But what most people
don’t know is that a passage in this Act authorizes the posthumous promotion of
Union Civil War commanding general and former President Ulysses S. Grant to the
unique rank of “General of the Armies” of the U.S. Thus, Grant becomes just the
third officer to receive this rank. The others are John Pershing, who was
promoted to the rank in 1919 and George Washington, who received a posthumous
promotion in 1976.
This General of the
Armies rank is higher than the World War II five-star grade of “General of the
Army” given to several officers, as well as the five-star “Fleet Admiral” rank
given to several admirals. While one would think that this rank equates to six
stars, no official insignia has ever been instituted. WO
IN THIS ISSUE
focus: Hydraulic Fracturing. In
this month’s lead theme, an author from Universal Pressure Pumping discusses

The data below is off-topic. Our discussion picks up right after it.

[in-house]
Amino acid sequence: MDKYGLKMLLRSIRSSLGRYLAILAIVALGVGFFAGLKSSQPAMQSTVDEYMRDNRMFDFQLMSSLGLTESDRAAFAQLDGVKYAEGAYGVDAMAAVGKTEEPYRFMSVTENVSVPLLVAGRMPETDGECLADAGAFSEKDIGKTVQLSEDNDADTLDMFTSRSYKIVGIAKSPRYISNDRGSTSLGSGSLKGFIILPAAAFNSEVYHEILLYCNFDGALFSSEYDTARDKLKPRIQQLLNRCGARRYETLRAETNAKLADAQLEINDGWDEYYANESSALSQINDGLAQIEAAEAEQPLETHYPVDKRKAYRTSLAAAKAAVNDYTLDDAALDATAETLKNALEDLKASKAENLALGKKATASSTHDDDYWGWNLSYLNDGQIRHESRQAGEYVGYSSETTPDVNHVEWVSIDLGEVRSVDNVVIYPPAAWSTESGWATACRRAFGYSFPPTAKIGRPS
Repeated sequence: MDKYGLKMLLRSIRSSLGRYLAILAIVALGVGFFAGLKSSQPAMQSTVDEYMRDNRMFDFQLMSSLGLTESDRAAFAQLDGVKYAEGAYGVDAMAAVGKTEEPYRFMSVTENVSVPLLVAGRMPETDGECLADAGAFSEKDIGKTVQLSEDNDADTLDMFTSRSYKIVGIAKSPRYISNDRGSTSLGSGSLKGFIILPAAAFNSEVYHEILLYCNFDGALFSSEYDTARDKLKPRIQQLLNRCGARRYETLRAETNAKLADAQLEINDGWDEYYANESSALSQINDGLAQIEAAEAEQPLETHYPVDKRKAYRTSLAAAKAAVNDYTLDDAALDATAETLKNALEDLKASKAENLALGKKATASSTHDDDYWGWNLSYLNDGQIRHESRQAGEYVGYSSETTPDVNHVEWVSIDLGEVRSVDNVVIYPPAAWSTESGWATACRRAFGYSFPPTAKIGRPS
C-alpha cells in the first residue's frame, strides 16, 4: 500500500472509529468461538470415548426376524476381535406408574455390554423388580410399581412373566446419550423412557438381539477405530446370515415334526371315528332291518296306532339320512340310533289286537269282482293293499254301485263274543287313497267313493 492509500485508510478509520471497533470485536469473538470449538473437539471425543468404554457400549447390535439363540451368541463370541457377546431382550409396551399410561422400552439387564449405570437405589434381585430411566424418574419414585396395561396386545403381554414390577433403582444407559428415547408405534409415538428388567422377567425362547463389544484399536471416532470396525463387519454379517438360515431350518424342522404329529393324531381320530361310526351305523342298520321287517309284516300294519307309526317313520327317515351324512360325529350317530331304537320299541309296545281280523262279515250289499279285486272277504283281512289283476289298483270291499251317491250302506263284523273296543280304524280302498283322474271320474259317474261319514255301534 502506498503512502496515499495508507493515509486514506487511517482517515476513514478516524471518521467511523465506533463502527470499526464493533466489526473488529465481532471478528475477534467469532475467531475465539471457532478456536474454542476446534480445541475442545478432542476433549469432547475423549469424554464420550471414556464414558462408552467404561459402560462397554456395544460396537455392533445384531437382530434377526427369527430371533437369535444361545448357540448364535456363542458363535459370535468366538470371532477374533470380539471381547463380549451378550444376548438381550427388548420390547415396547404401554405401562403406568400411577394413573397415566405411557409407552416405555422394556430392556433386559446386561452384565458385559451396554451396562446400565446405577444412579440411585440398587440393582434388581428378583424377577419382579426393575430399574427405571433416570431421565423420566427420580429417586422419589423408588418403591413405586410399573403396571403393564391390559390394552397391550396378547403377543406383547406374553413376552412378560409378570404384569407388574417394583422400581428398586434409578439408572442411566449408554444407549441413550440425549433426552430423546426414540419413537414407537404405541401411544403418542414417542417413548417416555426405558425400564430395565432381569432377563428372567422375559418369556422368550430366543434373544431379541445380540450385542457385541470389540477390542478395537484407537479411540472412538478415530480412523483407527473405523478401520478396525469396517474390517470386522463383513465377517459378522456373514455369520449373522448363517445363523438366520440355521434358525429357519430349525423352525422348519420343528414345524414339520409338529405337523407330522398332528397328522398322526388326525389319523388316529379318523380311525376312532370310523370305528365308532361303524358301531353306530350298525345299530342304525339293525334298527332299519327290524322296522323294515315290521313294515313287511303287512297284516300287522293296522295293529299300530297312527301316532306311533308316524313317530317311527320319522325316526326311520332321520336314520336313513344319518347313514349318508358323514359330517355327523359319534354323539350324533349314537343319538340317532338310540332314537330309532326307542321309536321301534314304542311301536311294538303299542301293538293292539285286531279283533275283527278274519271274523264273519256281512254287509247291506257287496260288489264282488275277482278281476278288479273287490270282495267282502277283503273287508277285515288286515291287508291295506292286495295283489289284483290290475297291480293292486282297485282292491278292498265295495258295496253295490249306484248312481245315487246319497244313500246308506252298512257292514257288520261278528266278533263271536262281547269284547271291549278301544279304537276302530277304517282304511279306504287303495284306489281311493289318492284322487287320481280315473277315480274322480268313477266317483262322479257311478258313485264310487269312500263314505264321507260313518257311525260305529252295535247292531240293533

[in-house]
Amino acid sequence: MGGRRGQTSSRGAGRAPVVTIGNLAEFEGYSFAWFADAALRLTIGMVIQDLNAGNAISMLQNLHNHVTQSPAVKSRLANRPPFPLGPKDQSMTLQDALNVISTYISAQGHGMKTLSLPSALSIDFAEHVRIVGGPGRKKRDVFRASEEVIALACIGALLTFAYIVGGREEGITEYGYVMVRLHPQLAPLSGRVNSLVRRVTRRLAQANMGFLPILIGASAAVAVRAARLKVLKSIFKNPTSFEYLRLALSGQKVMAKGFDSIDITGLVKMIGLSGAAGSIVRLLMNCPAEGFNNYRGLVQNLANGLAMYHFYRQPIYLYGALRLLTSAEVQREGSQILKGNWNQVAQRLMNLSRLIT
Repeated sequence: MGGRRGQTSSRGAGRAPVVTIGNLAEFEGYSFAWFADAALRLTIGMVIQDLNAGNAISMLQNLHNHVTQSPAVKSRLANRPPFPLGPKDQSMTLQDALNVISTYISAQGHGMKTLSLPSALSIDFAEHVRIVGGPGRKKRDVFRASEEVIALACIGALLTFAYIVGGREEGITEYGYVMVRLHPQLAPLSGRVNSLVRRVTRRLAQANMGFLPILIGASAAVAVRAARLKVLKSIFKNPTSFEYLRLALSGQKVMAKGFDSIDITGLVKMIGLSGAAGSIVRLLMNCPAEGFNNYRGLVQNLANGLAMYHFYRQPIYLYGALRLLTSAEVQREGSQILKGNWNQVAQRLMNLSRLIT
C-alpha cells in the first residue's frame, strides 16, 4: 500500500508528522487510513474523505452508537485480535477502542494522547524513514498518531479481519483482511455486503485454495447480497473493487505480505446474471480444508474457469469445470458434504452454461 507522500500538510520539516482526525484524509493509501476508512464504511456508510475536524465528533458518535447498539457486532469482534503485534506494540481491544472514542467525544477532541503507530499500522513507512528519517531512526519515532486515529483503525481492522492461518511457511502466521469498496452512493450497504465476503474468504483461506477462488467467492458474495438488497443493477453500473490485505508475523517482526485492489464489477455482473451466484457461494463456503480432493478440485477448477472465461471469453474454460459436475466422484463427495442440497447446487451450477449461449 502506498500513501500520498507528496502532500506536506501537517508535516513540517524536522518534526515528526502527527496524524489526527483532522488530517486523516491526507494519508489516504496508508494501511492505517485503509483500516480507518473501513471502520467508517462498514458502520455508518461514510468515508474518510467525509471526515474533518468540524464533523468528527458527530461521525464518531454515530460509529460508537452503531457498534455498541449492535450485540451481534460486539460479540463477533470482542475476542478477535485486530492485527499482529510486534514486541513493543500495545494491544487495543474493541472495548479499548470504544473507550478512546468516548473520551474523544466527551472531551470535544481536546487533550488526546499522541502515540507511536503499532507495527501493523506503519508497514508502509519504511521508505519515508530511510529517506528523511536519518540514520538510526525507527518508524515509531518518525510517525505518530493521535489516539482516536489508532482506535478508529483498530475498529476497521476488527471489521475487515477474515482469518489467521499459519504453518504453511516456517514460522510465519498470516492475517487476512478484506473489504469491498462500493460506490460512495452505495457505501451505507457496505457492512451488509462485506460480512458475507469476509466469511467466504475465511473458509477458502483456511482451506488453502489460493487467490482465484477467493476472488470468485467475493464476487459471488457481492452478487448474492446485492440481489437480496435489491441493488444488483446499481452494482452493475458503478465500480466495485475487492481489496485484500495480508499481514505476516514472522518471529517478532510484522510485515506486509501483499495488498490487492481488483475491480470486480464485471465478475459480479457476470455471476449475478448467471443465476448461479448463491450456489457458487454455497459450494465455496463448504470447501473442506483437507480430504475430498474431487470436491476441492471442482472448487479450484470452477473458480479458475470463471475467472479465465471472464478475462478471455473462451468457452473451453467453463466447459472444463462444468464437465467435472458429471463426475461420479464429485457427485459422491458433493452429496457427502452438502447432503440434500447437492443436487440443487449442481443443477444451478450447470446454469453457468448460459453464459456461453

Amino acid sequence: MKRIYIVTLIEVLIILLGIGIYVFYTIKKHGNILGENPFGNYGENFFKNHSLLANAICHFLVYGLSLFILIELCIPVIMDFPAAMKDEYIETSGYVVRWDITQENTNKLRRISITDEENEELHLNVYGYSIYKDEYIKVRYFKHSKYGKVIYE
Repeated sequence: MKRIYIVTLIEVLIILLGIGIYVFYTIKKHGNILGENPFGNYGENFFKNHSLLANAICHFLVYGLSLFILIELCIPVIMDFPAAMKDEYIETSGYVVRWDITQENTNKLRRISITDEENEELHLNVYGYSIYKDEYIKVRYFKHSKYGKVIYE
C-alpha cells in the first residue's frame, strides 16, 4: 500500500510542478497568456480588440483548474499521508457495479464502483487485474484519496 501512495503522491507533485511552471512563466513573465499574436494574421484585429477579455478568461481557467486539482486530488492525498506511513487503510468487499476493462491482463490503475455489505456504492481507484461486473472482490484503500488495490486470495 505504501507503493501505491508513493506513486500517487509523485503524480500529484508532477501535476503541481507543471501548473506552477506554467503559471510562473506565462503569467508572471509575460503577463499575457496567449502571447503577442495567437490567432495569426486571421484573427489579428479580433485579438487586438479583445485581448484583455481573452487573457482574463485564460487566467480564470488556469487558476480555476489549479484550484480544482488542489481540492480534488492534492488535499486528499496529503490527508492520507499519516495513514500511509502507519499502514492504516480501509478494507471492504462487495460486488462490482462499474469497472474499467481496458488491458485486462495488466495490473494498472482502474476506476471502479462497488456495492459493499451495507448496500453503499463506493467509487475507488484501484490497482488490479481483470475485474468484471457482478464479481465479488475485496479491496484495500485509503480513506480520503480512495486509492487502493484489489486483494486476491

how casing optimization through predictive
analysis optimizes fracing efficiency. He says that several factors can be
adjusted in a hydraulic fracturing job design to positively affect efficiency
and cost. Meanwhile, an author from Future Market Insights says the outlook for
shale gas fracing in the U.S., Canada and China is on the upswing, given that
technology advances continue to create greater access to abundant supplies.
Managed pressure drilling.
In a Weatherford article, authors say that approximately 40%
of NPT is caused by unplanned issues related to wellbore pressure. Operators
can solve many of these problems by applying an MPD-optimized rotary steerable
BHA to lower costs and increase safety. In a second feature, a Petrofac expert describes
successfully drilling ERD development wells by slot recovery in a depleted
field utilizing MPD offshore Malaysia.
G&G technology. In this feature, a Pan
American Energy author, along with a consulting geophysicist, explains how reflection seismic continues to be useful in
the oil and gas industry, but it can also be applied to help optimize
alternative energies. These include searching for lithium and geothermal and
determining areas for carbon sequestration and subsequent monitoring.